But I think it doesn’t make sense for the Federal Trade Commission to regulate a little better, a little more, you could say, some aspects of how franchises are sold. Sadly it is a bit of an emotional decision for many people. Many executives that are maybe entering entrepreneurship for the first time could get wooed by a talented sales individual and end up investing a large part of their life savings and being encouraged to invest their 401(k) retirement plan into a business instead of having that money invested across 500 different stocks. You know, I don’t think it makes the most sense for most individuals to put all their money into one asset class. And that’s often what is advocated by the franchisors, the franchise consultants that are selling very aggressively.

 

So I definitely do think there probably needs to be a little tighter regulation and disclosures on the FDD. And there were even some talks during the virtual franchise rural workshop of requiring all franchisors to register their FDD in a sort of common database, which I think makes total sense. I’m all for giving power to the people, giving transparency to the consumer. I’ve gone through literally 1,000 FDDs plus myself, and going through, if you don’t know what you’re doing, and you haven’t already looked through 50 or 100, it’s difficult sometimes to really find the red flags, whether that be litigation, bankruptcy, units closed, you know, how many closures they’ve had over the last 3 years, pretty important figure. It’s usually on page 50, page 70 of a franchise disclosure document in very, very small font. Should that be much further up and center? And why is the financial recording of the franchisor Item 19 and not Item 2 or Item 3 being one of the most important aspects you need to look at before I invested in a franchise?

 

So, you know, there’s a lot of stakeholders. There are franchisors that are looking to make a quick buck. We at Visa Franchise and Vetted Biz, we look at how the franchisor is making money. That also is disclosed in the franchise disclosure document, usually page 200. And you see the income statement, so you can see what percent of their income is coming from the franchise fee, so that upfront sale of the license as well as ongoing royalties, which we wanna see the franchisor making money on an ongoing basis together with you as the prospective franchisee or franchise. Because if you’re making money and your revenue keeps on increasing, and the franchisor’s revenue is increasing together with you, and they’re able to reinvest into their franchise system, it’s a win-win for everyone, but it does no justice when they’re trying to make a quick buck. And there have been some pretty notorious franchisors out there, like Burgerim out of Israel, that opened up, sold 100-plus franchise licenses across the United States, and I think they had like 1 location open, same thing with MidiCi Pizza out of LA County where they had sold 100-plus franchises. And I believe they had two locations open, and there are fine franchise consultants out there to take a look at the operations and compensate them for the flight, the hotel, etc. so that they could then pitch to their clients on the opportunity with the MidiCi.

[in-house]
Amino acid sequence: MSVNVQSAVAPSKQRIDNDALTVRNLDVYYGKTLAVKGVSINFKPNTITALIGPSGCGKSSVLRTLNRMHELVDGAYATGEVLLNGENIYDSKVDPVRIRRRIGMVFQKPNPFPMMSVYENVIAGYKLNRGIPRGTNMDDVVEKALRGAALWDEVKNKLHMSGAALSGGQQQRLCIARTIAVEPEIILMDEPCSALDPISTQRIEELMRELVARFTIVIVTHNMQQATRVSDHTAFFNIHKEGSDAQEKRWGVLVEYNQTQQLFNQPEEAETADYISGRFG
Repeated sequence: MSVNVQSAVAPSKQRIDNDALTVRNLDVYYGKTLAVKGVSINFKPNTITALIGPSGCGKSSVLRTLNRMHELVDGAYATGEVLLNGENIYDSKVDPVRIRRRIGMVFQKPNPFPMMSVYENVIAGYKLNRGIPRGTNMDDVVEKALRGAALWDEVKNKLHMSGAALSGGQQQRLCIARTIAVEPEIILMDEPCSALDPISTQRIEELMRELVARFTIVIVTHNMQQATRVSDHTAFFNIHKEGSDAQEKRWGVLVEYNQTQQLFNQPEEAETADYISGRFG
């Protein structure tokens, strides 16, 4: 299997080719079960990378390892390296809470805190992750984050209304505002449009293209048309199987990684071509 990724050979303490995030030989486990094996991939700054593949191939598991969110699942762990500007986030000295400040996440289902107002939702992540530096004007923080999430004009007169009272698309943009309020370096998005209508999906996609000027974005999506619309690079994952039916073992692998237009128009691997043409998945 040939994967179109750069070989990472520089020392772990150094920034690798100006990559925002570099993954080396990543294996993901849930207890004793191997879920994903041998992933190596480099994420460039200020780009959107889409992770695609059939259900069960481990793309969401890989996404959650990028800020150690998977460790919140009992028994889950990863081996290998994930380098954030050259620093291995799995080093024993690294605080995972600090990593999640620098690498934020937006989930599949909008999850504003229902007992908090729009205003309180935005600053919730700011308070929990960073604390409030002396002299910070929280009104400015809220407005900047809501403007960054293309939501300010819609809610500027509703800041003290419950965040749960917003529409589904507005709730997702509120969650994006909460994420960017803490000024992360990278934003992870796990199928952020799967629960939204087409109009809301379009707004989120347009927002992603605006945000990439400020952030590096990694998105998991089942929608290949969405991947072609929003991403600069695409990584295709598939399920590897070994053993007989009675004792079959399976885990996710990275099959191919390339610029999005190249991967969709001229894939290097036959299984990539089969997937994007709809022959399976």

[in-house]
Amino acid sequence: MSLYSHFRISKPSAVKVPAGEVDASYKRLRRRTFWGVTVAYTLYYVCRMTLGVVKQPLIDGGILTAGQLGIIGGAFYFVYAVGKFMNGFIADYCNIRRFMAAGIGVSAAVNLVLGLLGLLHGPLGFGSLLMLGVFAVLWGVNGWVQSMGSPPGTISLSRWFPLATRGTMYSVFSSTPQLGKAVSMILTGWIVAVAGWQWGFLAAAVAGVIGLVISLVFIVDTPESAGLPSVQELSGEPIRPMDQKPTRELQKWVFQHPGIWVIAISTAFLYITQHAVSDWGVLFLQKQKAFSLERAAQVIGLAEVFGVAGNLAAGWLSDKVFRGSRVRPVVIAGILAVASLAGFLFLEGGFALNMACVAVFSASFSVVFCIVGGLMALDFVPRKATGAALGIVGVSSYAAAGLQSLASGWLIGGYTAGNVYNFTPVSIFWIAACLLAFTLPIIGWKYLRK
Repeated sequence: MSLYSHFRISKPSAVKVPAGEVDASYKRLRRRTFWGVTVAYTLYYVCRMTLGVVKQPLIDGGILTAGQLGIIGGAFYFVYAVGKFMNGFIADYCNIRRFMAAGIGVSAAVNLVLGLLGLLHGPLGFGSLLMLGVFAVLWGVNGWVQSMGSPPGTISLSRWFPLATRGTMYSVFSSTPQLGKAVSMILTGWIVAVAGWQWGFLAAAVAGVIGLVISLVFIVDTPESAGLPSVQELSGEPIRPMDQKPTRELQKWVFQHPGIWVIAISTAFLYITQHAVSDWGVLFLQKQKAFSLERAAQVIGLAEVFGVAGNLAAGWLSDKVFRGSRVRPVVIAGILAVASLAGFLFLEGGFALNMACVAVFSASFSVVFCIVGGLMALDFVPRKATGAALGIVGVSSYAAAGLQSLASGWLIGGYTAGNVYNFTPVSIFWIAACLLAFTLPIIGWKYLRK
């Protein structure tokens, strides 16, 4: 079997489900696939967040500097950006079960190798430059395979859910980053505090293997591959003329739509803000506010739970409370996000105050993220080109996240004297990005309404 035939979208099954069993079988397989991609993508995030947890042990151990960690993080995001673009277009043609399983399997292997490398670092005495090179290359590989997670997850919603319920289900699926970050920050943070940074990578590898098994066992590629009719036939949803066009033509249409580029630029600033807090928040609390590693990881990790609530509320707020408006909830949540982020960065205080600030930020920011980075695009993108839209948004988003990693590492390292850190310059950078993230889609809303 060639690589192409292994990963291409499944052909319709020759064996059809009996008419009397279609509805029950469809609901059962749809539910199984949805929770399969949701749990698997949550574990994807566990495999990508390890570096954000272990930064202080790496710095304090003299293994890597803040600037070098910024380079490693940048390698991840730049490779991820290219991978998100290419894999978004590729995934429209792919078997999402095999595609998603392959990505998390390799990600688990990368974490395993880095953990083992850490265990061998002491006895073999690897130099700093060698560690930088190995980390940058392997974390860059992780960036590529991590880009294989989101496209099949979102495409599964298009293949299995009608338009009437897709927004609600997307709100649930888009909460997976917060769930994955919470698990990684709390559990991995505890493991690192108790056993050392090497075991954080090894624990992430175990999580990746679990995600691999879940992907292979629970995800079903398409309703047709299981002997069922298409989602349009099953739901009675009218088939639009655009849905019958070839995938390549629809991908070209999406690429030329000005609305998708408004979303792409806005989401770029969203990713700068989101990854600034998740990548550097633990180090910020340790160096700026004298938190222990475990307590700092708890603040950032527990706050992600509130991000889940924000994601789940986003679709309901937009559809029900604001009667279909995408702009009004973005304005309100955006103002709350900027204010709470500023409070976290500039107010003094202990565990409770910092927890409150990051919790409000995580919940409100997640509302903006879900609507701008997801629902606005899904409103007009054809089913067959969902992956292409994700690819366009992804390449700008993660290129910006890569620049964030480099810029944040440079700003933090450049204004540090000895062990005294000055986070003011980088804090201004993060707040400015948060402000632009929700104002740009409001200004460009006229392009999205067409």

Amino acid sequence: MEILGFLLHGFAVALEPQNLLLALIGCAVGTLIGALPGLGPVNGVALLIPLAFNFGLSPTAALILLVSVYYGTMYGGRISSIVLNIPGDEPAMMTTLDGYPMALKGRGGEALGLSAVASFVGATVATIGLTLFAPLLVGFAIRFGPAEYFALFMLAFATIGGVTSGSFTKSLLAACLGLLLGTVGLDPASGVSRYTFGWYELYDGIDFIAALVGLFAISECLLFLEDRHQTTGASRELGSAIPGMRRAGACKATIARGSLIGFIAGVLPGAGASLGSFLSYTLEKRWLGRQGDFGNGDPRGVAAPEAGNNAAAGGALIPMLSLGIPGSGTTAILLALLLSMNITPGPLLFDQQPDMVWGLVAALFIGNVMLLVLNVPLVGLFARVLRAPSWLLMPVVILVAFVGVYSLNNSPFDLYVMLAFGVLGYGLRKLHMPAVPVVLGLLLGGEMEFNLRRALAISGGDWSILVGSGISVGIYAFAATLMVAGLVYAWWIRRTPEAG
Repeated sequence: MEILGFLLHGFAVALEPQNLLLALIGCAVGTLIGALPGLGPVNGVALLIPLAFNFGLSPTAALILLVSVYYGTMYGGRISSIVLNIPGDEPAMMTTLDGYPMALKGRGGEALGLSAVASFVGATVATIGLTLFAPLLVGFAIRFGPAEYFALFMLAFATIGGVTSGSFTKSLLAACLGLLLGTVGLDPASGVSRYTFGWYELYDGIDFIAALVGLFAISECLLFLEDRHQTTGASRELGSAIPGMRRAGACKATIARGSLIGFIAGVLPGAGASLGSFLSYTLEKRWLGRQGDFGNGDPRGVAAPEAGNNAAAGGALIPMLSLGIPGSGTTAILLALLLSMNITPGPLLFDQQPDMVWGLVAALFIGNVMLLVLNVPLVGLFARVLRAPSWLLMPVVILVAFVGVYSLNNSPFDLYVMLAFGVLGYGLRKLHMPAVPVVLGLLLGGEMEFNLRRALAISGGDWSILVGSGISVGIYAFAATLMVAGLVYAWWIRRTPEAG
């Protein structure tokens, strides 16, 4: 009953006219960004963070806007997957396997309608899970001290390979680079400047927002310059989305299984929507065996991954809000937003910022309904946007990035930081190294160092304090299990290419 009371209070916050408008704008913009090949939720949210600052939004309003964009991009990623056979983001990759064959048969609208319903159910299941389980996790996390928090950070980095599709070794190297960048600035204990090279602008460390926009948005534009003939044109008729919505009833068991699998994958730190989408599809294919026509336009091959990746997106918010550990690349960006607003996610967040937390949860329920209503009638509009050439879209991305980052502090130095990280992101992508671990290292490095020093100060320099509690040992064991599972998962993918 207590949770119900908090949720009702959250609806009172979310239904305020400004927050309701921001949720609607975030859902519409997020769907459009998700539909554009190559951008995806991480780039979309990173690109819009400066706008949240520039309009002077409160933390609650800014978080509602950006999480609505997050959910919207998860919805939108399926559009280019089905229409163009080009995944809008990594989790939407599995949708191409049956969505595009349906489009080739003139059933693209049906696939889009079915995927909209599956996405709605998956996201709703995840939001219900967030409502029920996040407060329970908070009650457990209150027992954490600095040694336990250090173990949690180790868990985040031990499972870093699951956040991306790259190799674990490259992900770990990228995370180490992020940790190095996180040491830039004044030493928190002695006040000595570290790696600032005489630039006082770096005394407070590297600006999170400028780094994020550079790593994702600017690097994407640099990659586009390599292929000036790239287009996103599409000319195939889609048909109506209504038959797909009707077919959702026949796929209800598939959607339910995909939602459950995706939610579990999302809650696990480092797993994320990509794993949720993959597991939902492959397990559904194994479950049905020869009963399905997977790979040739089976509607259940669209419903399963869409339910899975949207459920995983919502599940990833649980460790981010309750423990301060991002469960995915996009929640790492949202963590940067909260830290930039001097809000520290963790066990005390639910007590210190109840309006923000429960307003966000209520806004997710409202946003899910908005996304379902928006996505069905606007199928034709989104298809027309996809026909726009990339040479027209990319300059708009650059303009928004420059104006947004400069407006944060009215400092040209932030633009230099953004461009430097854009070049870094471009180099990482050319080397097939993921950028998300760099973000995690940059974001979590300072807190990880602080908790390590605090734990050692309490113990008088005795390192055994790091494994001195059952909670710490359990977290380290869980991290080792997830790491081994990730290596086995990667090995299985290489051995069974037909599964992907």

So you do see a lot of franchise systems that are teams. They wanna expand super fast, and they’re not willing to put the money, and time, and effort to develop 5 to 10 corporate locations and then expanding from there. So that’s definitely a red flag that we see. If the founding year is 2019, 2018, they have one corporate location, and they’re marketing like crazy, I would be a little hesitant. Maybe it’s gonna be the next best thing since sliced bread, but I would stay on the sidelines and make sure that there are at least a few franchisees that have proven the concept before you go in jumping full speed ahead. So, in summary, it was an interesting talk by…DLA Piper was included, one of the largest law firms, Cozen O’Connor, a lot of top franchise attorneys, as well as officials from the state of Maryland, the FTC that were discussing how the franchise rules could be amended by the Federal Trade Commission, and they’re looking to make final amendments or updates, if any, December 17th of this year, 2020.

 

So in about a month, we’ll keep you posted. I do think that there could be some adjustments that would positively help consumers, especially as investing in a franchise is a very important decision, and oftentimes it is a large percentage of someone’s network that they’re invested in just one asset class. So it’s something to be taken very seriously and do your due diligence. At Vetted Biz, we give you the tools, and we wanna give you the transparency to make a smart decision when you’re investing in a franchise or a business for sale. Again, this has been Patrick Findaro, Co-Founder at Vetted Biz. Thanks for joining.